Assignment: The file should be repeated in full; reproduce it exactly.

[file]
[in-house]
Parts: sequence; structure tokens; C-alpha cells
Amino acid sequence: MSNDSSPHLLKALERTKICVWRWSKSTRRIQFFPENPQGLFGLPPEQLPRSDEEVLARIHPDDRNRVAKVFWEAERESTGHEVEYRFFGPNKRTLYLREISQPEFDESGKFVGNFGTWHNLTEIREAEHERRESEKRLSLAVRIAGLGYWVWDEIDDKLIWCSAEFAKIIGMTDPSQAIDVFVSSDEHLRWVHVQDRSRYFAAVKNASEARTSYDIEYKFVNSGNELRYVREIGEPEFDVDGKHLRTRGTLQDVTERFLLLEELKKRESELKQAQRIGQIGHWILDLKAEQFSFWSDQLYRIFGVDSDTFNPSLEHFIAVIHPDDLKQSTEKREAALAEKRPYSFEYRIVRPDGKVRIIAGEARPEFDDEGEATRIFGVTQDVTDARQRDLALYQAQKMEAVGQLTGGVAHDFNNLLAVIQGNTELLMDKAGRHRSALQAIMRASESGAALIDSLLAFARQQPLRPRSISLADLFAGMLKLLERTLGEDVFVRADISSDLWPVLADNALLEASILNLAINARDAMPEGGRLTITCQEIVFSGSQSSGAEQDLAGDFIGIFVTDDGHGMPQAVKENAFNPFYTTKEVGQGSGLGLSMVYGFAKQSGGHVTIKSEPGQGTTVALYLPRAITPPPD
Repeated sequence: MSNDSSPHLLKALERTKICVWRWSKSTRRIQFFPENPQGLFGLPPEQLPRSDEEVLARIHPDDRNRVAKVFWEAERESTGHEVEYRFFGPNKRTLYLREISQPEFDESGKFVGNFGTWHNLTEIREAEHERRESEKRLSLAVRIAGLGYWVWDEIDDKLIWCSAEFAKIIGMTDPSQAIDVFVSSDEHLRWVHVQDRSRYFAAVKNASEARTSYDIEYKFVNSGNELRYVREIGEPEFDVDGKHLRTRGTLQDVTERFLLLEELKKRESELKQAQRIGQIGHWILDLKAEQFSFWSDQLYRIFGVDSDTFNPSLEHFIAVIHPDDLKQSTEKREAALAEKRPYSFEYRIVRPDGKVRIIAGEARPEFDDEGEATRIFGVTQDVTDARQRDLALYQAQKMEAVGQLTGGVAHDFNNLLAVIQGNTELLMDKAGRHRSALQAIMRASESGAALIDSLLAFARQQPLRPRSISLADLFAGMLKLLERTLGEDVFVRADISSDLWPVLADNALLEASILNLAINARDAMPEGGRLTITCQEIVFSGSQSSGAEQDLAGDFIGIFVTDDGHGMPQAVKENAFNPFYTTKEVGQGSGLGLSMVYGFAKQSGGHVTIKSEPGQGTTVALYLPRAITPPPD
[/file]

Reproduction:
[in-house]
Parts: sequence; structure tokens; C-alpha cells
Amino acid sequence: MSNDSSPHLLKALERTKICVWRWSKSTRRIQFFPENPQGLFGLPPEQLPRSDEEVLARIHPDDRNRVAKVFWEAERESTGHEVEYRFFGPNKRTLYLREISQPEFDESGKFVGNFGTWHNLTEIREAEHERRESEKRLSLAVRIAGLGYWVWDEIDDKLIWCSAEFAKIIGMTDPSQAIDVFVSSDEHLRWVHVQDRSRYFAAVKNASEARTSYDIEYKFVNSGNELRYVREIGEPEFDVDGKHLRTRGTLQDVTERFLLLEELKKRESELKQAQRIGQIGHWILDLKAEQFSFWSDQLYRIFGVDSDTFNPSLEHFIAVIHPDDLKQSTEKREAALAEKRPYSFEYRIVRPDGKVRIIAGEARPEFDDEGEATRIFGVTQDVTDARQRDLALYQAQKMEAVGQLTGGVAHDFNNLLAVIQGNTELLMDKAGRHRSALQAIMRASESGAALIDSLLAFARQQPLRPRSISLADLFAGMLKLLERTLGEDVFVRADISSDLWPVLADNALLEASILNLAINARDAMPEGGRLTITCQEIVFSGSQSSGAEQDLAGDFIGIFVTDDGHGMPQAVKENAFNPFYTTKEVGQGSGLGLSMVYGFAKQSGGHVTIKSEPGQGTTVALYLPRAITPPPD
Repeated sequence: MSNDSSPHLLKALERTKICVWRWSKSTRRIQFFPENPQGLFGLPPEQLPRSDEEVLARIHPDDRNRVAKVFWEAERESTGHEVEYRFFGPNKRTLYLREISQPEFDESGKFVGNFGTWHNLTEIREAEHERRESEKRLSLAVRIAGLGYWVWDEIDDKLIWCSAEFAKIIGMTDPSQAIDVFVSSDEHLRWVHVQDRSRYFAAVKNASEARTSYDIEYKFVNSGNELRYVREIGEPEFDVDGKHLRTRGTLQDVTERFLLLEELKKRESELKQAQRIGQIGHWILDLKAEQFSFWSDQLYRIFGVDSDTFNPSLEHFIAVIHPDDLKQSTEKREAALAEKRPYSFEYRIVRPDGKVRIIAGEARPEFDDEGEATRIFGVTQDVTDARQRDLALYQAQKMEAVGQLTGGVAHDFNNLLAVIQGNTELLMDKAGRHRSALQAIMRASESGAALIDSLLAFARQQPLRPRSISLADLFAGMLKLLERTLGEDVFVRADISSDLWPVLADNALLEASILNLAINARDAMPEGGRLTITCQEIVFSGSQSSGAEQDLAGDFIGIFVTDDGHGMPQAVKENAFNPFYTTKEVGQGSGLGLSMVYGFAKQSGGHVTIKSEPGQGTTVALYLPRAITPPPD